Patagonia's Environmental philosophy
Briefly summarize the philosophy for your classmates in your post.
• Outline how this philosophy supports the values articulated by the author in the History section of the book.
• What challenges do you expect that Patagonia is having, and/or will be having in the future, in maintaining this philosophy?
• What would you suggest that the leaders of Patagonia do to stay on course and sustain alignment to their values?
Here the historical value of the Patagonia.
"The most important right we have is the right to be responsible." - Gerald Amos
We are in the earliest stages of learning how what we do for a living both threatens nature and fails to meet our deepest human needs. The impoverishment of our world and the devaluing of the priceless undermine our physical and economic well-being.
Yet the depth and breadth of technological innovation of the past few decades shows that we have not lost our most useful gifts; humans are ingenious, adaptive, clever. We also have moral capacity, compassion for life, and an appetite for justice. We now need to more fully engage these gifts to make economic life more socially just and environmentally responsible, and less destructive to nature and the commons that sustain us.
We can't pose Patagonia as the model of a responsible company. We don't do everything a responsible company can do, nor does anyone else we know. But we can tell you how we came to realize our environmental and social responsibilities, and then began to act on them. Like other things in human life, it began with one step that led to another.
In the spring of 1988, Patagonia opened a store in Boston on Newbury Street. Within days, the people who worked in the store were sick: mainly headaches. We hired an engineer who told us the problem was the ventilation system: it was recycling the same tired air. But what was in the air? Probably formaldehyde, she told us. From the finish on the cotton clothes stored in the basement. Formaldehyde? This led us to commission a study of conventional cotton, and the discovery that cotton grown with pesticides is one of the most destructive crops in the agricultural world. Knowing what we knew, we could not continue to use conventional cotton for our sportswear. We went organic in 1996.
Once you start, you can't stop. "Living the examined life," said our founder, Yvon Chouinard, "is a pain in the ass." From cotton, we moved to what happens in Patagonia's name in every step of the supply chain, from crop to fabric to finished garment. We measured the environmental impacts of selected articles of clothing and published them on The Footprint Chronicles®. We worked with an outside auditor and an in-house corporate responsibility specialist to establish the working conditions and pay for every person who sews a Patagonia garment. We learned how to make fleece jackets from recycled plastic bottles and then how to make fleece jackets from fleece jackets. We examined our use of paper in catalogs, the sources of our electricity, the amount of oil we consumed driving to work. We continued to support employees with medical insurance, maternity and paternity leave, subsidized child-care and paid internships with non profit environmental groups. As we have for many years, we gave one percent of sales to grassroots activists. This one percent commitment isn't typical philanthropy. Rather, it's part of the cost of doing business, part of our effort to balance (however imperfectly) the impact we have on natural systems - and to protect the world on which our business, employees, and customers rely. After many years of giving money to activists, we realized that if we could share profits, we could also supply time and muscle.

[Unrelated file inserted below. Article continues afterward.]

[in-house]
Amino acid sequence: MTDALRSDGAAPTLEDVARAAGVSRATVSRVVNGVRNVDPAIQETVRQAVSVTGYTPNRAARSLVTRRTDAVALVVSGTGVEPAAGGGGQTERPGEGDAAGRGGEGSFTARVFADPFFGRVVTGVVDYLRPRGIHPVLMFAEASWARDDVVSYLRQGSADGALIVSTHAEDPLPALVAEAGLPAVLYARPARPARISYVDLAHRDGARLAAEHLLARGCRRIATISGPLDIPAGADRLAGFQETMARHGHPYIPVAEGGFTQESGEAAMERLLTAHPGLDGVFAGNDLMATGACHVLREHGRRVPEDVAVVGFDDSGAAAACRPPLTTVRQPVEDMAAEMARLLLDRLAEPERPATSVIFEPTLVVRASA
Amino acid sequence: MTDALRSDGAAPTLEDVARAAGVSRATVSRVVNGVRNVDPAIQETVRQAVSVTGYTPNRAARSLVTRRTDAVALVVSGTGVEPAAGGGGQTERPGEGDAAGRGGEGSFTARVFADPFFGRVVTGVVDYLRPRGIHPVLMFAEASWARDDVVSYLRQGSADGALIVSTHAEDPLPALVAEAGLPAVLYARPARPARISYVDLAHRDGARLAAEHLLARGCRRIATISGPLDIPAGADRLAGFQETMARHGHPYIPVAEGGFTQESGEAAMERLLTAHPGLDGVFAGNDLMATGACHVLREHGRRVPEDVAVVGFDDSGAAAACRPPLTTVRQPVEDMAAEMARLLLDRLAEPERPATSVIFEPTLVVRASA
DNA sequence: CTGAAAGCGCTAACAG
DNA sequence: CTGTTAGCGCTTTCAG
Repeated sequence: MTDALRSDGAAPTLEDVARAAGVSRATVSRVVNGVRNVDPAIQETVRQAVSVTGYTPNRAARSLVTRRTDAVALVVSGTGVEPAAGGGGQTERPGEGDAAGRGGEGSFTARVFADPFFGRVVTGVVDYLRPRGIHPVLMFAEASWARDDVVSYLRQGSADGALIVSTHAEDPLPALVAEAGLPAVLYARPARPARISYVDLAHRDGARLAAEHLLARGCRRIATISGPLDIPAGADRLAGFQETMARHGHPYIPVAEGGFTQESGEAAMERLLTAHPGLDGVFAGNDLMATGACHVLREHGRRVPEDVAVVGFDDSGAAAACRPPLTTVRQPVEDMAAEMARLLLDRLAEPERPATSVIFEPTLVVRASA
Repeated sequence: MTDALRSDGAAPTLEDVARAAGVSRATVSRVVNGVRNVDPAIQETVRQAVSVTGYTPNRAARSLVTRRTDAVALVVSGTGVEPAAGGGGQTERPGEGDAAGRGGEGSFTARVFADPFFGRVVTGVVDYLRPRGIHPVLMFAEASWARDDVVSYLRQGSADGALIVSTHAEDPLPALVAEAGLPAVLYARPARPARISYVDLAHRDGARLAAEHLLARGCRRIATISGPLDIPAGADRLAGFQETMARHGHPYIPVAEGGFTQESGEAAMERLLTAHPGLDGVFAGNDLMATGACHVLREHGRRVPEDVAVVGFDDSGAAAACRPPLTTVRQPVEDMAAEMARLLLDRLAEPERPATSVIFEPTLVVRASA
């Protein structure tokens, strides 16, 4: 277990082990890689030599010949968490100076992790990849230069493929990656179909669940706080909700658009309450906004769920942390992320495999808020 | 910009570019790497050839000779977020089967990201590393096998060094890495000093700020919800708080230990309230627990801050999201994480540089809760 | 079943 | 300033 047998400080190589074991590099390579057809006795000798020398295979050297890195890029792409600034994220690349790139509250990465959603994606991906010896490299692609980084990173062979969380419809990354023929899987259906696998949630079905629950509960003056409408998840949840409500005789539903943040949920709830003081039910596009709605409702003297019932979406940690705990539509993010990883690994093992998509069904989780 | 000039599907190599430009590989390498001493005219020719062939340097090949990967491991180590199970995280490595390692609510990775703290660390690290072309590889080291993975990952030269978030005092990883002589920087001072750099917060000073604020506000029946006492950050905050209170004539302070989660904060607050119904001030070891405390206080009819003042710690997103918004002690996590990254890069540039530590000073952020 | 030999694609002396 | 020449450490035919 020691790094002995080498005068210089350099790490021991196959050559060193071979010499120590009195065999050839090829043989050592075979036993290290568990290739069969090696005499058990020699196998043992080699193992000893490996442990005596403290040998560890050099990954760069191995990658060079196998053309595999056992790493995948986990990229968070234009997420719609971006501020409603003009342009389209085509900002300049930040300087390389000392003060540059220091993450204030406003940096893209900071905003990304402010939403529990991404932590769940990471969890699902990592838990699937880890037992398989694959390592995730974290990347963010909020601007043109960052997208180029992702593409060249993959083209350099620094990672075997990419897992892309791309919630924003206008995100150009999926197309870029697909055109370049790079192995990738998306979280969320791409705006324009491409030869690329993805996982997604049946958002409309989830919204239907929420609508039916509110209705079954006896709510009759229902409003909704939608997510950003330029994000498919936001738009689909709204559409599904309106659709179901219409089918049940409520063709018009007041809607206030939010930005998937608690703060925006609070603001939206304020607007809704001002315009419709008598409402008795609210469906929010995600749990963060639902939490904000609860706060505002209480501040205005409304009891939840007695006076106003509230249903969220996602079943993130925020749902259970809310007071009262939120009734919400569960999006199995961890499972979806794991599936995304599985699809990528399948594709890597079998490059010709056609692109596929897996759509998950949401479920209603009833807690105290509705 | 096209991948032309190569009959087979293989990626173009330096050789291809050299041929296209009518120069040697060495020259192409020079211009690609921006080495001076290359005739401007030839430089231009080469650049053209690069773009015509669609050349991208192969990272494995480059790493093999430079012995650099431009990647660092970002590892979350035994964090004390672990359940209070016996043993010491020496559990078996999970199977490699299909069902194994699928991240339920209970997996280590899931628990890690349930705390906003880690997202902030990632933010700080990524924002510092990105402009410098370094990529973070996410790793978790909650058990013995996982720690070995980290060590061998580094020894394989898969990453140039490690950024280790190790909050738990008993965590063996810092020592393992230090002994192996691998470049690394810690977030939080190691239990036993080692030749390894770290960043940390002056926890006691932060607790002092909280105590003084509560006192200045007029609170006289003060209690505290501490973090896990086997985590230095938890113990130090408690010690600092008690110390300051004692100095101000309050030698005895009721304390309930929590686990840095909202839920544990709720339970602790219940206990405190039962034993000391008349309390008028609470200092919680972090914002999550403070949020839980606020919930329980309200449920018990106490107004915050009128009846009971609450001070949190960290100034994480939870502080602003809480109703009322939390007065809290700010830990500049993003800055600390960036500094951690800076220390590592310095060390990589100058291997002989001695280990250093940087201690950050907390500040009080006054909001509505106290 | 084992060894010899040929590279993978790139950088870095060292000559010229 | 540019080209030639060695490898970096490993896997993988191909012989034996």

Underlying much of what challenges Patagonia is the modern commitment to growth and consumption. We've begun to look seriously at these twin conundrums and took out an ad on Black Friday in 2011 that read, "Don't Buy This Jacket."
In the end, Patagonia may never be completely responsible. We have a long way to go and we don't have a map - but we do have a way to read the terrain and to take the next step, and then the next.
Early Environmental Ethics
Patagonia was still a fairly small company when we started to devote time and money to the increasingly apparent environmental crisis. We all saw what was happening in the remote corners of the world: creeping pollution and deforestation, the slow, then not so slow, disappearance of fish and wildlife. And we saw what was happening closer to home: thousand year-old Sequoias succumbing to L.A. smog, the thinning of life in tide pools and kelp beds, the rampant development of the land along the coast.